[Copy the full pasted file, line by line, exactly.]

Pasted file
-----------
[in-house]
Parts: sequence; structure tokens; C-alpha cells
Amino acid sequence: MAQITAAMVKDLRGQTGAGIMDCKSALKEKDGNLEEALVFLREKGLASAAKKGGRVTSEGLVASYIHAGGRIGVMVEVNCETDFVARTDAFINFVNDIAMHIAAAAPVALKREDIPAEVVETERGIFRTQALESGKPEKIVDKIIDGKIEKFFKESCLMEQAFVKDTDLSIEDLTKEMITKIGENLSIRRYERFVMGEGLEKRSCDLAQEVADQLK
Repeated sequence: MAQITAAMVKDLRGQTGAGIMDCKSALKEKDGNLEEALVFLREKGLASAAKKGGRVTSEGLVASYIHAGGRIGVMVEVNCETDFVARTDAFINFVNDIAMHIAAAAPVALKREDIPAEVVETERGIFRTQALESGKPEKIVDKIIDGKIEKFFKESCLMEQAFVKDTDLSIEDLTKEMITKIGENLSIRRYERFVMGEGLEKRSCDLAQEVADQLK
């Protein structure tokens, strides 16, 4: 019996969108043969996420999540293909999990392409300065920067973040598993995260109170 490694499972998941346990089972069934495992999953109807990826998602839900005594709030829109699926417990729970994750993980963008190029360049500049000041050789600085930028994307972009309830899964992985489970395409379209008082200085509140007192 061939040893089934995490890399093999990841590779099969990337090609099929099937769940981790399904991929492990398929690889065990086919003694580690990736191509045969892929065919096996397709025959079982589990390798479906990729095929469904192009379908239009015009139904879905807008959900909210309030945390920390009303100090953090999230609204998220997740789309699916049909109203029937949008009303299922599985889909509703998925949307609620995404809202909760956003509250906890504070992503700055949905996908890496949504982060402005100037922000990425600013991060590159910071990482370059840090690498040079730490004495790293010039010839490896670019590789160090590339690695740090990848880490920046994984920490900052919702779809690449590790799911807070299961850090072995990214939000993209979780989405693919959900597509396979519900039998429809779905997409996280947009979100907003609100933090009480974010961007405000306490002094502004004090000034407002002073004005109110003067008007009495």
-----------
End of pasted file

[in-house]
Parts: sequence; structure tokens; C-alpha cells
Amino acid sequence: MAQITAAMVKDLRGQTGAGIMDCKSALKEKDGNLEEALVFLREKGLASAAKKGGRVTSEGLVASYIHAGGRIGVMVEVNCETDFVARTDAFINFVNDIAMHIAAAAPVALKREDIPAEVVETERGIFRTQALESGKPEKIVDKIIDGKIEKFFKESCLMEQAFVKDTDLSIEDLTKEMITKIGENLSIRRYERFVMGEGLEKRSCDLAQEVADQLK
Repeated sequence: MAQITAAMVKDLRGQTGAGIMDCKSALKEKDGNLEEALVFLREKGLASAAKKGGRVTSEGLVASYIHAGGRIGVMVEVNCETDFVARTDAFINFVNDIAMHIAAAAPVALKREDIPAEVVETERGIFRTQALESGKPEKIVDKIIDGKIEKFFKESCLMEQAFVKDTDLSIEDLTKEMITKIGENLSIRRYERFVMGEGLEKRSCDLAQEVADQLK
């Protein structure tokens, strides 16, 4: 019996969108043969996420999540293909999990392409300065920067973040598993995260109170 490694499972998941346990089972069934495992999953109807990826998602839900005594709030829109699926417990729970994750993980963008190029360049500049000041050789600085930028994307972009309830899964992985489970395409379209008082200085509140007192 061939040893089934995490890399093999990841590779099969990337090609099929099937769940981790399904991929492990398929690889065990086919003694580690990736191509045969892929065919096996397709025959079982589990390798479906990729095929469904192009379908239009015009139904879905807008959900909210309030945390920390009303100090953090999230609204998220997740789309699916049909109203029937949008009303299922599985889909509703998925949307609620995404809202909760956003509250906890504070992503700055949905996908890496949504982060402005100037922000990425600013991060590159910071990482370059840090690498040079730490004495790293010039010839490896670019590789160090590339690695740090990848880490920046994984920490900052919702779809690449590790799911807070299961850090072995990214939000993209979780989405693919959900597509396979519900039998429809779905997409996280947009979100907003609100933090009480974010961007405000306490002094502004004090000034407002002073004005109110003067008007009495």